Amy Jennings, PhD
Research Associate in Diet, Nutrition and Public Health
Norwich Medical School, University of East Anglia
Sean Adams, PhD
Professor and Director
Arkansas Children’s Nutrition Center
University of Arkansas for Medical Sciences
The realization that the human organism is influenced by trillions of bacteria from the environment and that dietary modifications from a plant-based diet to a Western dietary pattern and obesity modify bacterial populations and impact the efficiency of absorption of nutrients from the diet, has changed our understanding of human nutrition and its impact on age-related chronic diseases including type 2 diabetes, heart disease, dementia and common forms of cancer. The human intestine is more densely populated with microorganisms than any other human organ and is a major site where the microflora may have pronounced impacts on human physiological function including immune function and inflammation. Microbial communities share their nutrients and their genes within an environment influenced by human genetics and metabolism. They are highly stable in a single individual but vary widely among individuals within populations affecting aspects of physiology such as the rise in glucose in response to specific foods with differing glycemic properties. Postbiotics include a variety of substances that locally nourish the intestinal epithelium, affect epithelial function, and circulate in the body to affect cellular and organ function. The bacterial metabolism of phytonutrients, B-vitamins, vitamin K and numerous amino acids results in the production of postbiotics. Examples of some well-studied postbiotics include equol from soy isoflavones, short-chain fatty acids from microbiome accessible carbohydrates, urolithins from ellagitannins, and indole-propionic acid from tryptophan. Individuals vary in their production of postbiotics and have been assigned to metabotypes associated in some cases with the risks of age-related chronic diseases.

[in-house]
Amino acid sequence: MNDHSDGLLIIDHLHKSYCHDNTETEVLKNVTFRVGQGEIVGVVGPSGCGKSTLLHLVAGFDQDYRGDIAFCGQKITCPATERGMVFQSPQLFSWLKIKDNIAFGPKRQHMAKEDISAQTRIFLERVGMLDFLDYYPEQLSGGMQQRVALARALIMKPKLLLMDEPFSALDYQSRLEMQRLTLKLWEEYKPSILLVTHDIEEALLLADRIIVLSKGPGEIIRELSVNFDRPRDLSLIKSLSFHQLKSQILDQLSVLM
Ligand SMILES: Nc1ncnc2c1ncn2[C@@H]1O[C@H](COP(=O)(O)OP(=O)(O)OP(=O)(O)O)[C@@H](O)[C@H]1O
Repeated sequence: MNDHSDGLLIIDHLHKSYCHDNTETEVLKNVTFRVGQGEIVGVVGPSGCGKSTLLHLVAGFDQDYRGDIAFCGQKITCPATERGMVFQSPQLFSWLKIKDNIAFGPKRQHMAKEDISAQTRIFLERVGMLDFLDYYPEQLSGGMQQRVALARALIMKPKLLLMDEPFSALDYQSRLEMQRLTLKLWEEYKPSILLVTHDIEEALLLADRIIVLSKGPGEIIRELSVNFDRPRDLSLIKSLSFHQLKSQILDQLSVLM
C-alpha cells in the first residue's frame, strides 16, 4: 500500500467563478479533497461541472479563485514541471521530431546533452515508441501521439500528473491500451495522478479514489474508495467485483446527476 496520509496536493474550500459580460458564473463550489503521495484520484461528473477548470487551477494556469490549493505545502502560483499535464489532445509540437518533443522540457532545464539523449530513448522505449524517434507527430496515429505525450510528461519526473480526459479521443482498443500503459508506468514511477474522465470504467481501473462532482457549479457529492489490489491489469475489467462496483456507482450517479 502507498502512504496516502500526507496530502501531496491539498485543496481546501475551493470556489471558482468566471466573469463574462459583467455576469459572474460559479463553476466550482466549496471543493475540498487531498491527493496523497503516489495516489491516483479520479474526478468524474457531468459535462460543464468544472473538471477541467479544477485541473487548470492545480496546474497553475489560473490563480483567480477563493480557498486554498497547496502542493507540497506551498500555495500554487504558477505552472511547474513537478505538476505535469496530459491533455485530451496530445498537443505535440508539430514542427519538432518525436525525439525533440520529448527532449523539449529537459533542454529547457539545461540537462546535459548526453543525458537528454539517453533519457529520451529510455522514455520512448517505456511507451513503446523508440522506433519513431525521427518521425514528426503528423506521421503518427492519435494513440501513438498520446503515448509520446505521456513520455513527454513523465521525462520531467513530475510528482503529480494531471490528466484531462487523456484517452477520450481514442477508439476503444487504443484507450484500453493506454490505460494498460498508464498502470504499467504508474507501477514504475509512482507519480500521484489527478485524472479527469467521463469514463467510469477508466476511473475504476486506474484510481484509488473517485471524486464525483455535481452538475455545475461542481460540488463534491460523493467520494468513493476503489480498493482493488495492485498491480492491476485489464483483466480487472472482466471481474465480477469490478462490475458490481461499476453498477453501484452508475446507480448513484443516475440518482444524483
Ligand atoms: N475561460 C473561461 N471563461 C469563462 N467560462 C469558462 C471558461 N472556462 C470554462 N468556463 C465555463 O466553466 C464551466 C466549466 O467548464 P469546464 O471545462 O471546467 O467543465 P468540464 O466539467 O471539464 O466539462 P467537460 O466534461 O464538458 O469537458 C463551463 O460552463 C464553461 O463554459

This symposium will focus on the emerging nutrition science on the Microbiome with a focus on the roles of postbiotics in human health from a group of recognized experts in the field. More research is needed to better understand the links between the Microbiome and the Diet in terms of impacts on immune health, diabetes, vascular health, and brain health.
Breakfast will be available for sponsored satellite program attendees on a first-come, first-serve basis.